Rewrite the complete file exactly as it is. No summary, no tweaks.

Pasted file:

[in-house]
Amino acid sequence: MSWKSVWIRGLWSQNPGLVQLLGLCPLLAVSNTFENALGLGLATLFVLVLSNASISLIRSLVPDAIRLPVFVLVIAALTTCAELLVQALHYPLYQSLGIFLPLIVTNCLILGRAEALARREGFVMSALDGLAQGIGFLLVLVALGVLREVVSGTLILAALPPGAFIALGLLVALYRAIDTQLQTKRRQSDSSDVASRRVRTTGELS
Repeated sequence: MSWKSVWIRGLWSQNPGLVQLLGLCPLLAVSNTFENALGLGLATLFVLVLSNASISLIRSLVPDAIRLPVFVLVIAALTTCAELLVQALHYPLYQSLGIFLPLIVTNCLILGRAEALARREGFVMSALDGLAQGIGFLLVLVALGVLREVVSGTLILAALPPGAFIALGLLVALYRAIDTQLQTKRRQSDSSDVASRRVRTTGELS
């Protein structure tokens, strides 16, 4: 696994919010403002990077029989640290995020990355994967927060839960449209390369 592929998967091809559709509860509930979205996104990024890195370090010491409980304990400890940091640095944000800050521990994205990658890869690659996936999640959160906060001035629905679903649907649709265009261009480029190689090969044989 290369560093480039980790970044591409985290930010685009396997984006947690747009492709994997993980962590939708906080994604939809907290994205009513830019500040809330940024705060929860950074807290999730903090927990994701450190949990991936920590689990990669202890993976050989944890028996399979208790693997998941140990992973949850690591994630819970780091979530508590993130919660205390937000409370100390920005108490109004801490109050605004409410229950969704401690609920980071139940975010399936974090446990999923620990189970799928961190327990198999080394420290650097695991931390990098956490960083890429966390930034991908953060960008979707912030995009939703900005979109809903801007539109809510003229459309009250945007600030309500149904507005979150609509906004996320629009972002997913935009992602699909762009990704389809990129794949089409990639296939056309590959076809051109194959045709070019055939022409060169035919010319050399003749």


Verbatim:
[in-house]
Amino acid sequence: MSWKSVWIRGLWSQNPGLVQLLGLCPLLAVSNTFENALGLGLATLFVLVLSNASISLIRSLVPDAIRLPVFVLVIAALTTCAELLVQALHYPLYQSLGIFLPLIVTNCLILGRAEALARREGFVMSALDGLAQGIGFLLVLVALGVLREVVSGTLILAALPPGAFIALGLLVALYRAIDTQLQTKRRQSDSSDVASRRVRTTGELS
Repeated sequence: MSWKSVWIRGLWSQNPGLVQLLGLCPLLAVSNTFENALGLGLATLFVLVLSNASISLIRSLVPDAIRLPVFVLVIAALTTCAELLVQALHYPLYQSLGIFLPLIVTNCLILGRAEALARREGFVMSALDGLAQGIGFLLVLVALGVLREVVSGTLILAALPPGAFIALGLLVALYRAIDTQLQTKRRQSDSSDVASRRVRTTGELS
């Protein structure tokens, strides 16, 4: 696994919010403002990077029989640290995020990355994967927060839960449209390369 592929998967091809559709509860509930979205996104990024890195370090010491409980304990400890940091640095944000800050521990994205990658890869690659996936999640959160906060001035629905679903649907649709265009261009480029190689090969044989 290369560093480039980790970044591409985290930010685009396997984006947690747009492709994997993980962590939708906080994604939809907290994205009513830019500040809330940024705060929860950074807290999730903090927990994701450190949990991936920590689990990669202890993976050989944890028996399979208790693997998941140990992973949850690591994630819970780091979530508590993130919660205390937000409370100390920005108490109004801490109050605004409410229950969704401690609920980071139940975010399936974090446990999923620990189970799928961190327990198999080394420290650097695991931390990098956490960083890429966390930034991908953060960008979707912030995009939703900005979109809903801007539109809510003229459309009250945007600030309500149904507005979150609509906004996320629009972002997913935009992602699909762009990704389809990129794949089409990639296939056309590959076809051109194959045709070019055939022409060169035919010319050399003749």